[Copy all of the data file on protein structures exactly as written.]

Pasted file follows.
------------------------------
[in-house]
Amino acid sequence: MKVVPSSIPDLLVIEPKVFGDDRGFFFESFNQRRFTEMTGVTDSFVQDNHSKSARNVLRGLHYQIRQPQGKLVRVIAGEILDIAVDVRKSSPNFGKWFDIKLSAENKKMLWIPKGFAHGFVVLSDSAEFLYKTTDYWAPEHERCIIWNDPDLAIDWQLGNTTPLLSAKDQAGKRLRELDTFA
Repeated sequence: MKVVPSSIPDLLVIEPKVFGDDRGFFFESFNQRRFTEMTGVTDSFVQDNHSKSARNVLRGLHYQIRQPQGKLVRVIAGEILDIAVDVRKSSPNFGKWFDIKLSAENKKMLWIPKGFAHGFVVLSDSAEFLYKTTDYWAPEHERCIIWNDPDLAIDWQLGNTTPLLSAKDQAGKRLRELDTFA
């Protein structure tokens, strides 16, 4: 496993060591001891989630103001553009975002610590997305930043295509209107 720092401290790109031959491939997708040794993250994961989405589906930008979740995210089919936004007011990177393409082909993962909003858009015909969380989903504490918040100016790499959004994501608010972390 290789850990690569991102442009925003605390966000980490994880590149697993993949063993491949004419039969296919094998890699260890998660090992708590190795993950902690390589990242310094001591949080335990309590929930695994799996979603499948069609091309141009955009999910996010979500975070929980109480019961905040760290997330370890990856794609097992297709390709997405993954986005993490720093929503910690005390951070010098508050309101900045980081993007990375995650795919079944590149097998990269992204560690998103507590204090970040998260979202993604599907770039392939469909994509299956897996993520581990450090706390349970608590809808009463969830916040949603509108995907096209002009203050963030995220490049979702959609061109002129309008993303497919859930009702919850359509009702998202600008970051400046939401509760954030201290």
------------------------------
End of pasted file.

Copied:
[in-house]
Amino acid sequence: MKVVPSSIPDLLVIEPKVFGDDRGFFFESFNQRRFTEMTGVTDSFVQDNHSKSARNVLRGLHYQIRQPQGKLVRVIAGEILDIAVDVRKSSPNFGKWFDIKLSAENKKMLWIPKGFAHGFVVLSDSAEFLYKTTDYWAPEHERCIIWNDPDLAIDWQLGNTTPLLSAKDQAGKRLRELDTFA
Repeated sequence: MKVVPSSIPDLLVIEPKVFGDDRGFFFESFNQRRFTEMTGVTDSFVQDNHSKSARNVLRGLHYQIRQPQGKLVRVIAGEILDIAVDVRKSSPNFGKWFDIKLSAENKKMLWIPKGFAHGFVVLSDSAEFLYKTTDYWAPEHERCIIWNDPDLAIDWQLGNTTPLLSAKDQAGKRLRELDTFA
């Protein structure tokens, strides 16, 4: 496993060591001891989630103001553009975002610590997305930043295509209107 720092401290790109031959491939997708040794993250994961989405589906930008979740995210089919936004007011990177393409082909993962909003858009015909969380989903504490918040100016790499959004994501608010972390 290789850990690569991102442009925003605390966000980490994880590149697993993949063993491949004419039969296919094998890699260890998660090992708590190795993950902690390589990242310094001591949080335990309590929930695994799996979603499948069609091309141009955009999910996010979500975070929980109480019961905040760290997330370890990856794609097992297709390709997405993954986005993490720093929503910690005390951070010098508050309101900045980081993007990375995650795919079944590149097998990269992204560690998103507590204090970040998260979202993604599907770039392939469909994509299956897996993520581990450090706390349970608590809808009463969830916040949603509108995907096209002009203050963030995220490049979702959609061109002129309008993303497919859930009702919850359509009702998202600008970051400046939401509760954030201290």